THROWBACK THURSDAY: Remembering the pipeline blast of 1999

Fuel from the ruptured pipeline continued to burn for hours after the initial explosion. (James Wear Photo)

Fuel from the ruptured pipeline continued to burn for hours after the initial explosion. (James Wear Photo)


It was August 10, 1999. President Bill Clinton found himself welcoming Lance Armstrong to the White House in recognition of Armstrong’s first victory in the Tour de France cycling race. Overseas, Vladamir Putin was being installed as acting prime minister in Russia. Around the water cooler in offices across America, many were discussing a new television series, “Who Wants To Be A Millionaire” that had made its premiere a couple of days earlier.

In Liberty Hill, Live Oak Plaza, a new office and retail location on Hwy. 29, was preparing to open. Negotiations were ongoing between the Look Out Group and the Greater Liberty Hill Chamber of Commerce concerning a 22-acre parcel located off CR 200 that the Greater Chamber was eyeballing as a possible location for a future library and youth center.

I was working out in Durham Park, paintbrush in hand, when I heard a loud explosion. I stopped and began surveying the horizon. At the time, I was a member of the Liberty Hill Volunteer Fire Department and seconds after hearing the explosion, county dispatchers dropped the tone out, noting in the dispatch “multiple” calls had been received regarding an explosion, possibly in the CR 214 area.

Driving to the station, I thought perhaps a meth lab had blown up, even though at the time I didn’t fully understand what a meth lab was. I remembered that some weeks earlier another fireman and myself had been on standby for hours as investigators from the sheriff’s department had gone through a residence out past CR 214, searching for drugs. Arriving at the station, I jumped aboard the department’s pumper truck with another volunteer and we headed out CR 214 and I guess it was about that time we saw the huge column of flames and smoke.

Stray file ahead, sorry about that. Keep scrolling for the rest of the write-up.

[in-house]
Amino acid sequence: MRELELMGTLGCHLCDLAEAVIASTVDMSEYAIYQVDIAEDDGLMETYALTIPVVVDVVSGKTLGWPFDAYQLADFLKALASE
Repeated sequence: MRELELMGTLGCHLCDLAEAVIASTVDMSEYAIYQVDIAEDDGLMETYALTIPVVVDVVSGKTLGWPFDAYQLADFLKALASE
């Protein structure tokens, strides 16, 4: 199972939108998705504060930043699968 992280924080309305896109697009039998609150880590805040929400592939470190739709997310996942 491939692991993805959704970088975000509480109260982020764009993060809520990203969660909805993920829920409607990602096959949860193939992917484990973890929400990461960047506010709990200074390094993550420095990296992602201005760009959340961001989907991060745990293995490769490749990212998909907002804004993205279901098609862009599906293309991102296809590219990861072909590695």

We would soon learn a pipeline crossing Sundance Ranch had exploded, and numerous grass fires were erupting. Being in the engine, which was not suitable for chasing burning grass across fields, we were instructed to remain on 214 and stop incoming traffic. We could see the fire from where we staged. The flames were estimated to be 150 feet in the air.

Other volunteers headed out CR 200 and found themselves fighting the grass fires, with volunteers from other departments soon arriving and joining the battle. It lasted all day and mop up efforts continued until midnight. More than 100 acres burned, but no homes were destroyed.

It was not until later that day that details about what triggered the explosion began to come out. A 41-year-old employee of a subcontractor working for Pedernales Electric Cooperative, while drilling holes for utility poles in Sundance Ranch, had struck a 14-inch gas line. His skeletal remains would be retrieved and transported to the Travis County Medical Examiner’s office for positive identification. He was identified as Rudy Lopez of Carrizo Springs. Five other crew members escaped without injury.

Valves were shut off at both the north and south ends of the pipeline to stop the flow of fuel, with safety experts saying that allowing the remaining fuel to simply burn off was the safest way to avoid any additional explosions. The fuel was identified as a mixture of propane and ethane gas.

Many persons were evacuated from their homes in Sundance that day, and the school district, at the time under the direction of Superintendent Dean Andrews, opened up the high school gym where those persons and their families were given shelter, food and water. Throughout Liberty Hill, businesses were boxing up water and food to feed hungry firefighters.

In the weeks that followed, the Texas Railroad Commission issued a report on the blast and noted it was caused by the failure of the contractor to call the Texas One Call Notification System before beginning work. PEC claimed it had marked the spots where the crew was to dig the holes and said the contractor probably assumed PEC had made the call to Texas One Call.

Some time later, representatives from Seminole made a generous donation to the fire department in recognition for its efforts that day.